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Writings & Photographs © 2019 Jessie Shaw, All Rights Reserved

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The early classical Chinese medicine tests, written over 2000 years ago, do not separate the spiritual from the physical. To the ancients, not only were spirit and matter one, but there was no idea of them as being separate. It was the time of magical and mythical consciousness, and the 'duality' in thinking (e.g., right/wrong, black/white) that we take for granted, and that dominates our current mental consciousness did not yet exist.

 

The ancients had already named yin and yang, but these two forces were not considered antitheses, but complementary. Yin and yang existed as the extreme polarities of a whole with many combinational shades of the two energies in between the polarities.

 

Yin and yang are constantly in relationship; you cannot have one without the other. The tai qi symbol, the symbol of the yin and yang relationship with the small dot of its complement inside each side, reminds us that yin and yang are both always present and only constantly changing in the relative intensity. The primary function of acupuncture is to balance yin and yang and to unblock anything that is in the way of their flow.

The nature of acupuncture is inclusive of two complements: heaven and earth. It is a physical practice (earth) and also a spiritual one (heaven). Thus, it is difficult to needle the body without also impacting the spirit. The two are polarities of the same whole.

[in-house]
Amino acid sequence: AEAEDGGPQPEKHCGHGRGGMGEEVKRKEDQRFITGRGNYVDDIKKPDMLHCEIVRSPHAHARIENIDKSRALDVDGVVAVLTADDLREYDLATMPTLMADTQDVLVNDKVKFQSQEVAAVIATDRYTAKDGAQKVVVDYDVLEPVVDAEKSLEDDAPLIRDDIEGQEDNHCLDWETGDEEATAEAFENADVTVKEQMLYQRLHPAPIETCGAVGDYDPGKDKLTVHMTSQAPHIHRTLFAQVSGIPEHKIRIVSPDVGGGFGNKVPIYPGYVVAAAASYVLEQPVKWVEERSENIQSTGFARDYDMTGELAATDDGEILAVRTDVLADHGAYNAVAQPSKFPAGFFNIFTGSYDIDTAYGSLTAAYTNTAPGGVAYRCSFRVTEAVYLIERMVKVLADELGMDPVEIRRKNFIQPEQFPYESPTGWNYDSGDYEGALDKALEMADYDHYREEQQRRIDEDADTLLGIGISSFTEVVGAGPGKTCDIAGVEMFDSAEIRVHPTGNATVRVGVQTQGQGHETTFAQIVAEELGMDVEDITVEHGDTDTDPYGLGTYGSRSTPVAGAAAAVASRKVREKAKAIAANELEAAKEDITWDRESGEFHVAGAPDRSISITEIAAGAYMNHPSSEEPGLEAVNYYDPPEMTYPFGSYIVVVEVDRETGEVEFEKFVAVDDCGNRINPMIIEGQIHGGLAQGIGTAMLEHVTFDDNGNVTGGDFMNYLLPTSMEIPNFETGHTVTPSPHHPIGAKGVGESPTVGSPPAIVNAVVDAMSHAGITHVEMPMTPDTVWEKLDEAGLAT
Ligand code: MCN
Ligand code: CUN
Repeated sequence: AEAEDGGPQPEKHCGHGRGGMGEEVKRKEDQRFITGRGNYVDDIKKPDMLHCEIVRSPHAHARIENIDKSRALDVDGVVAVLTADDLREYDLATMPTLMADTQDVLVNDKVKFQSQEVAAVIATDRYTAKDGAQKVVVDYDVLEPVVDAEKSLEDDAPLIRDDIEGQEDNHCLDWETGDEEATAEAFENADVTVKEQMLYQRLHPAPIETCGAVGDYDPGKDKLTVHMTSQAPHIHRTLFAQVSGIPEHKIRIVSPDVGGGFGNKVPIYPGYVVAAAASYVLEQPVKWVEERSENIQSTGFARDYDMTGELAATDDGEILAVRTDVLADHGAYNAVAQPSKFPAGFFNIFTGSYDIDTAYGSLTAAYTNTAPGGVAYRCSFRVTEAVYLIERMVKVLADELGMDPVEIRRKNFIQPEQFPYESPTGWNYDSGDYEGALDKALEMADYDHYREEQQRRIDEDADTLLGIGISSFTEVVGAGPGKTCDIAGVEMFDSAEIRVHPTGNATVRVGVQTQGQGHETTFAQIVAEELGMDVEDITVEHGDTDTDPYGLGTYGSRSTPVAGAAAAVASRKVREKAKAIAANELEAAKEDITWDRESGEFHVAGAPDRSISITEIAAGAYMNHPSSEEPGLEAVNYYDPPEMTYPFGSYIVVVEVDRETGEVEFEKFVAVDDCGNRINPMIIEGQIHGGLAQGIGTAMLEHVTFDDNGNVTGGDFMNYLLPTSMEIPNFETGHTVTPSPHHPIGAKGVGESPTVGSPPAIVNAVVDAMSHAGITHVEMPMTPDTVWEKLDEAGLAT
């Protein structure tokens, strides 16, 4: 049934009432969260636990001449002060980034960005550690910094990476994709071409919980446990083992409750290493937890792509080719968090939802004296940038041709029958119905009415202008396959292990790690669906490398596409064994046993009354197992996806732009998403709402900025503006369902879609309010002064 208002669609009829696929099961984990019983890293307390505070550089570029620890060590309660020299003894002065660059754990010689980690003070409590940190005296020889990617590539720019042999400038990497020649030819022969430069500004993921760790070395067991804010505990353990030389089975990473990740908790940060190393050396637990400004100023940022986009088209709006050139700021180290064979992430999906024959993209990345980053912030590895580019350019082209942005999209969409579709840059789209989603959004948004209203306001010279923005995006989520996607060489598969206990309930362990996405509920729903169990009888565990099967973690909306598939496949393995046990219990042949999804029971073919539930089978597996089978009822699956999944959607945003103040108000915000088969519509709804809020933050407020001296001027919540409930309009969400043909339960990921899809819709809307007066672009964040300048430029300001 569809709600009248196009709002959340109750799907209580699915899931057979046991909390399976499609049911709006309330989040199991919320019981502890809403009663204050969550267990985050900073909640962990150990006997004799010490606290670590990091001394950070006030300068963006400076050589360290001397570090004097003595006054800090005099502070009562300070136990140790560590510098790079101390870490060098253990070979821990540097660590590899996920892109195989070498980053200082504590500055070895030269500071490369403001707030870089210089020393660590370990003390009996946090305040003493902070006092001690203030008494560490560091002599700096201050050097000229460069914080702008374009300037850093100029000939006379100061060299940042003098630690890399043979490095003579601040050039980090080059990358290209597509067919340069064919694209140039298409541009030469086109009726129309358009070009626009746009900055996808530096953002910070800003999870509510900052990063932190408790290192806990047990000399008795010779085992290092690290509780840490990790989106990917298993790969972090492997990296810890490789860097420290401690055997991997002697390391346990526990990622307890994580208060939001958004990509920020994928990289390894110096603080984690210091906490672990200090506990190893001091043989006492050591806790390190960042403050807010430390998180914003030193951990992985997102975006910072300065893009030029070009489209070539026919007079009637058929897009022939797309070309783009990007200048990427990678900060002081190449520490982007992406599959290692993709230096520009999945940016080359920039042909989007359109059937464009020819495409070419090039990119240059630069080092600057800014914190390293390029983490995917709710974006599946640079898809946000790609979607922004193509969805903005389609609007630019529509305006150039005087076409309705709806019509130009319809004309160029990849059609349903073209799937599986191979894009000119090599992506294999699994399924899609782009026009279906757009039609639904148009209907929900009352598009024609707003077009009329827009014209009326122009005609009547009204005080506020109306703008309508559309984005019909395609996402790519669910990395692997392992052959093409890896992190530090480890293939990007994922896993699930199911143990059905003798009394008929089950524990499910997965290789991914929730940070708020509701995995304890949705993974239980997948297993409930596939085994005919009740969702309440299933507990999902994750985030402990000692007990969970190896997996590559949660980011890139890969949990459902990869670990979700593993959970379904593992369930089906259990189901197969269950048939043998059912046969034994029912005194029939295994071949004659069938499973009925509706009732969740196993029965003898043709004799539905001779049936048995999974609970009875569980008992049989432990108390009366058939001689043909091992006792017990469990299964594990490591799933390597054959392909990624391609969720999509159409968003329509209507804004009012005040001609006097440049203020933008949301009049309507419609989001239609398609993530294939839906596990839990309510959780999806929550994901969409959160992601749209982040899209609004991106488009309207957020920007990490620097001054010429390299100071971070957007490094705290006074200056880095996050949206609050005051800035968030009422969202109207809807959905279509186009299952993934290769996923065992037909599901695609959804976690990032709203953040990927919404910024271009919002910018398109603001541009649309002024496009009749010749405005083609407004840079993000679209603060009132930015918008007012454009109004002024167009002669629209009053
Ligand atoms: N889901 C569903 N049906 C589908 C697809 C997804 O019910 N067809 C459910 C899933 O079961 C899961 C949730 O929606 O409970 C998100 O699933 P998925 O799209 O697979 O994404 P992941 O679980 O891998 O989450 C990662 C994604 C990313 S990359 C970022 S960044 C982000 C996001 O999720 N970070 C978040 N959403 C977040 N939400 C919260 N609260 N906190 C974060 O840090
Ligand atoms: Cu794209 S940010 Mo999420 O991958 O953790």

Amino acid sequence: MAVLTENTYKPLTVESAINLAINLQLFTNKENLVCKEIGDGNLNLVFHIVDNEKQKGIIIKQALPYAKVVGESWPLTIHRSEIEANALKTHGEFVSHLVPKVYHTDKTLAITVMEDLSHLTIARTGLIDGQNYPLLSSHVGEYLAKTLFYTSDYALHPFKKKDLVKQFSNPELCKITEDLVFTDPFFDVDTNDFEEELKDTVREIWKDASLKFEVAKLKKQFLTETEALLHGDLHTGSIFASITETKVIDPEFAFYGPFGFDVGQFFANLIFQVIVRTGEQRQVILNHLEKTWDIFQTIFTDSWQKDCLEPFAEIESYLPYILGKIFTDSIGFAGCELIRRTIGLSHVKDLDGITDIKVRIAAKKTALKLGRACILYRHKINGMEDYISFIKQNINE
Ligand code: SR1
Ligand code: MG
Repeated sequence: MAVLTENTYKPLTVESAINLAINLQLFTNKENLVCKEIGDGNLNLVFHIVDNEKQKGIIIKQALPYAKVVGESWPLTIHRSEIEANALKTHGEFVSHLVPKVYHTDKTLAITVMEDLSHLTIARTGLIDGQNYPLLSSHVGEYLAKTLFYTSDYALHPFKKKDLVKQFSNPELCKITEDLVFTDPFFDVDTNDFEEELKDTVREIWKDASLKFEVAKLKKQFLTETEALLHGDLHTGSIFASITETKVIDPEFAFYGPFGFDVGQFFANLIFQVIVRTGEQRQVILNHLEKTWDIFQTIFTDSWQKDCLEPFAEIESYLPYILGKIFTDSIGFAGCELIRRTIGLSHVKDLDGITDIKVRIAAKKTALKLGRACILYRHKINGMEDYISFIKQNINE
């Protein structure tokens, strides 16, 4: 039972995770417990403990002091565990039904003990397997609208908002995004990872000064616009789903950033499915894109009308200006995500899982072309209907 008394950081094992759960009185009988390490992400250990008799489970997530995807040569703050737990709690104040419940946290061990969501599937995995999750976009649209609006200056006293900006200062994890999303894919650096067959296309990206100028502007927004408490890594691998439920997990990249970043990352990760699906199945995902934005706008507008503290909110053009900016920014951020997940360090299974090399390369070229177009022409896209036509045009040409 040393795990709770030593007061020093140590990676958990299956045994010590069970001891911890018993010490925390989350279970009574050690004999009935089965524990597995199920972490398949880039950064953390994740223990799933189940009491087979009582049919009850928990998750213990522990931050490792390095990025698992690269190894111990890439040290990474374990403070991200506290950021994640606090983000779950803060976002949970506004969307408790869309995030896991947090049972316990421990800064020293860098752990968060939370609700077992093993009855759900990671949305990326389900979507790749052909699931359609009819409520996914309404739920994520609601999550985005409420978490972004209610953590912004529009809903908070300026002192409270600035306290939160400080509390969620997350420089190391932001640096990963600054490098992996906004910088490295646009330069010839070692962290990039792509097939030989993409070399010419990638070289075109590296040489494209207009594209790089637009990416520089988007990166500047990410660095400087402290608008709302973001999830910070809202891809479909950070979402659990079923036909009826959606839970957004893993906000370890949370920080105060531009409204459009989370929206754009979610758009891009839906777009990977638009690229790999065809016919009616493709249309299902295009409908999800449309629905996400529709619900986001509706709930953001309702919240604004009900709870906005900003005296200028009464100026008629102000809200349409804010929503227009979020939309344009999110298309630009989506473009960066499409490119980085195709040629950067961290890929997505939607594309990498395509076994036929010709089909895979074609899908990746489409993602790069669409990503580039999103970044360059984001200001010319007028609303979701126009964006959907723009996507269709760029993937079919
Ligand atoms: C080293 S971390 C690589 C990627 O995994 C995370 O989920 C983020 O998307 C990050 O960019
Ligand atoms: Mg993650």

Some people want to explore more of this spiritual or soul level aspect of their lives via alchemical acupuncture. They want to know more about who they are and why they are here. They want to better understand the meaning of their lives. They want to find the path that they organically know is right for them. Sometimes, this is a difficult and challenging process.

 

Acupuncture where the intention of the needling is not to miss the rooting in the spirits is very helpful with this process. It helps to open and strengthen what I can only describe as a kind of peripheral vision. Finding one's authentic path asks for the development of this type of vision. The path is often invisible when focused on directly with hard staring eyes, and a rigid mental logic, and it's easy to end up in an inauthentic place. This reminds me of the famous Joseph Campbell quote: "There is perhaps nothing worse than reaching the top of the ladder and discovering that you're on the wrong wall."

"In all needling, the method is above all not to miss the rooting in the Spirits."

Huangdi Neijing: Lingshu (Numinous Pivot), Chapter 8, Han Dynasty, 206 BCE-222 AD

The Su Wen classical text (Chapter 23) explains how each of the Five Spirits (listed below) can act as a catalyst for transformation:

  • The Heart stores the Shen. Our longing for fulfillment...the fulfillment that is our karma and that needs expression in our lives.

  • The Liver stores the Hun. The collection of our past, present and future experiences; our visions, creativity and imagination.

  • The Lungs store the Po. The current moment and our ability to be present with it; our immediate consciousness.

  • The Spleen stores the Yi. Purpose, mindfulness and the ability to concentrate and focus.

  • The Kidneys store the Zhi. Our will, inner knowing, and intuition.